Bowie, Still David Bowie

When we last left David Bowie it was 1993 and his music had moved in a somewhat darker direction. This leaves him with 23 years and 6 more albums before the culmination of his career, Blackstar.

OutsideNext up for Mr. Bowie was Outside (1995), a concept album realized with Brian Eno. The pair entered the studio with no written songs, just a vague wisp of inspiration from a fictional dystopian diary written by Bowie. A computer program was used to chop up and randomly cut and paste the text of the diary, and the result of this process became a starting point from which music was improvised. This music eventually coalesced into the finished album. An intensely dramatic entry in the Bowie catalog, I recently discovered this album and cannot stop listening. It’s a truly amazing work.

Earthling1997 saw the release of Earthling, an album influenced by the drums and bass culture of the 90s. As with all of Bowie’s work, he takes the kernel of an idea (in this case a style) and makes it truly his own. For example, instead of sampling other people’s music as a starting point, Bowie’s band creates their own loops to use as musical building blocks. The resulting music is highly aggressive, filled with industrial buzz saw guitars and synths. I would never recognize this as a Bowie album just from listening. Critics were pleased with the results and the recording received a Grammy nomination.

HoursAlways striving for ch-ch-ch-change, Bowie released Hours in 1999. It was his first album to miss the US top 40 in over 25 years. The music is very mellow, even falling comfortably in the Adult Contemporary category. In short, I really quite, er, like it less than intrusive surgery. As do many Bowie fans. However, I can respect the exploration of new styles, and really, in a 40-year career I can give him one album that I’m less-than-enthusiastic about. And perhaps you, Dear Reader, might love and cherish this recording. That is the beauty of personal taste.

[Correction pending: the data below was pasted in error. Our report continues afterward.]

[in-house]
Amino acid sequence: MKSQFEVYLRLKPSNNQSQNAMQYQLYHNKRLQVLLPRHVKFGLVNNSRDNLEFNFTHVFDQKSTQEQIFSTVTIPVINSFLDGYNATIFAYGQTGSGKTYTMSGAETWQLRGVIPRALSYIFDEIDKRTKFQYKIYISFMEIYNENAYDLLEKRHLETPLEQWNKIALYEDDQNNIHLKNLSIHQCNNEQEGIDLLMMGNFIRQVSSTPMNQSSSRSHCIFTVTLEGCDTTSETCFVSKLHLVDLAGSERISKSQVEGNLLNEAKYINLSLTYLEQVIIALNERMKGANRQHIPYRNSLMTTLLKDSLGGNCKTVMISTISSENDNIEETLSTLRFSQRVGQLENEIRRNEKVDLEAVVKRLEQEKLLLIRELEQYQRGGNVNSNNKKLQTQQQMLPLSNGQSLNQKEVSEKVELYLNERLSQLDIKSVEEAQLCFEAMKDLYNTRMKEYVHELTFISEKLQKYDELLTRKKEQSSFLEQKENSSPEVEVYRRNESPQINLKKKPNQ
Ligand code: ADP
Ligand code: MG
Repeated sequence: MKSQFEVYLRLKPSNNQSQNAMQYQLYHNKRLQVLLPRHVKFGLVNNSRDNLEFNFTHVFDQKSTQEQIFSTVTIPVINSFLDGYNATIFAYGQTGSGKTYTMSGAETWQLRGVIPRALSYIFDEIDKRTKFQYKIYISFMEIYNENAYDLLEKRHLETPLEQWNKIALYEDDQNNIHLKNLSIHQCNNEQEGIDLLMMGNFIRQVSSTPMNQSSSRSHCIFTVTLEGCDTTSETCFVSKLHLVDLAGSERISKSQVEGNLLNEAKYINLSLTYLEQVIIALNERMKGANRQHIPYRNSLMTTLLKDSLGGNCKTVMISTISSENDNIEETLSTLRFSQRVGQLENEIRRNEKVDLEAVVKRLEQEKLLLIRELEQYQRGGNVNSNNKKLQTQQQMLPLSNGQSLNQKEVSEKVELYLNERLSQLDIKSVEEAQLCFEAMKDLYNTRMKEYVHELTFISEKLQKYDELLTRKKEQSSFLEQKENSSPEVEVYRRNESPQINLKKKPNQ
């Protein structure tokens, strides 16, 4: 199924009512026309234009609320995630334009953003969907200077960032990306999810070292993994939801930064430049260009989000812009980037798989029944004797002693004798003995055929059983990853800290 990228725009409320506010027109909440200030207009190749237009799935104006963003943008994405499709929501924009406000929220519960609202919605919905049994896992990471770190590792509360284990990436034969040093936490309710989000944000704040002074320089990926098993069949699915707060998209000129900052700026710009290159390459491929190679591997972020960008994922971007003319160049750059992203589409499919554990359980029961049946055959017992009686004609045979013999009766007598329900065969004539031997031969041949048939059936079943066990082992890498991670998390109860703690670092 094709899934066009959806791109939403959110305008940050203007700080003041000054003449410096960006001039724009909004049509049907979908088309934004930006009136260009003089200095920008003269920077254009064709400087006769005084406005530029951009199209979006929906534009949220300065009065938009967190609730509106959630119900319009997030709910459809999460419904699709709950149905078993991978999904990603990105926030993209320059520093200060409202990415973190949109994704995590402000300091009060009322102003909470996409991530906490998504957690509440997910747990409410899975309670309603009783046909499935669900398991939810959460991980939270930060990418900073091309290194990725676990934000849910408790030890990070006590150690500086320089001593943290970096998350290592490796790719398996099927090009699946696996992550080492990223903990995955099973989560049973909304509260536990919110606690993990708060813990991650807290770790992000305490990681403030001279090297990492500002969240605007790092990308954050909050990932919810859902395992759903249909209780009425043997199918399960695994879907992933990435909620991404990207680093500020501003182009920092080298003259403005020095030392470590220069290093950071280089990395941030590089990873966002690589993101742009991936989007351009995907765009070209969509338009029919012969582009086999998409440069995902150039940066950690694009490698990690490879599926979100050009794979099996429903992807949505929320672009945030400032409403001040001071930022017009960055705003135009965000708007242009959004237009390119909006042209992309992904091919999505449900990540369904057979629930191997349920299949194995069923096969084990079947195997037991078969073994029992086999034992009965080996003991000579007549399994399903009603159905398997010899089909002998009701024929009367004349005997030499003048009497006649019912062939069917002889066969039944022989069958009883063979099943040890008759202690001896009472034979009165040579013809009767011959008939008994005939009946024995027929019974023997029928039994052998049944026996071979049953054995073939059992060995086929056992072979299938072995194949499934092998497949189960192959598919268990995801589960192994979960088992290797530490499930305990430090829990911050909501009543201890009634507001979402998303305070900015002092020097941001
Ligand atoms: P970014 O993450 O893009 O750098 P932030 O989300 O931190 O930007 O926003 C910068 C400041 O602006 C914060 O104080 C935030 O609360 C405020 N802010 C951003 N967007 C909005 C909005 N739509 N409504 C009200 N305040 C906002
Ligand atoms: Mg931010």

Bowie released two more albums before taking a 10 year break: Heathen in 2002 and Reality the following year. Both showed marked improvement to the lackluster Hours. Many good songs, packed with variety, and a laid-back vocal style that characterized the remainder of Bowie’s work.


A 2004 tour was halted by emergency coronary surgery and this slowed Bowie’s output significantly. He took most of 2006 off, performing his own music on stage for the last time in November. Work continued as a composer, with occasional appearances, but a decade passed before the appearance of another album in 2013.

This is where I must wax philosophically. David Bowie, who was such a big part of my musical existence, took a 10 year break and I wasn’t even aware of it until researching this post. At some point I assumed that Bowie had peaked, didn’t have anything left in the tank, and I stopped paying attention. Now I know that a wealth of great music was created after 1983. And I’m grateful that this music will forever be a part of my listening rotation. But I remain stunned that Bowie all but disappeared for 10 years without me even knowing. I’m sure there’s a lesson to be learned in here somewhere.

Next month we will look at the final albums, more fabulous music, and the grand finale in an exquisite career. Stay tuned.

Not Your Parents’ 800s

Pity the poor 800s. Of all the Dewey sections they are the most misunderstood. Officially they house the books about “literature and rhetoric.” Sounds pretty exciting huh? Now before you fall asleep, dear reader, let me share a little secret with you. The 800s have a side you don’t know about. A hilarious, raunchy, cutting edge and sometimes disturbing side. You see, the 800s also house all the books on humor.

We’re not talking knock knock jokes either. To begin with, there is a lot of what my colleague Carol eloquently defines as “Voyeuristic Literature.” Consider if you will Awkward Family Photos by Mike Bender and Doug Chernack. Based on their popular blog, this book offers up a collection of some of the most cringe-inducing family portraits ever taken and provides the awkward stories behind them. This book is worth a look for the Star Trek themed portrait alone.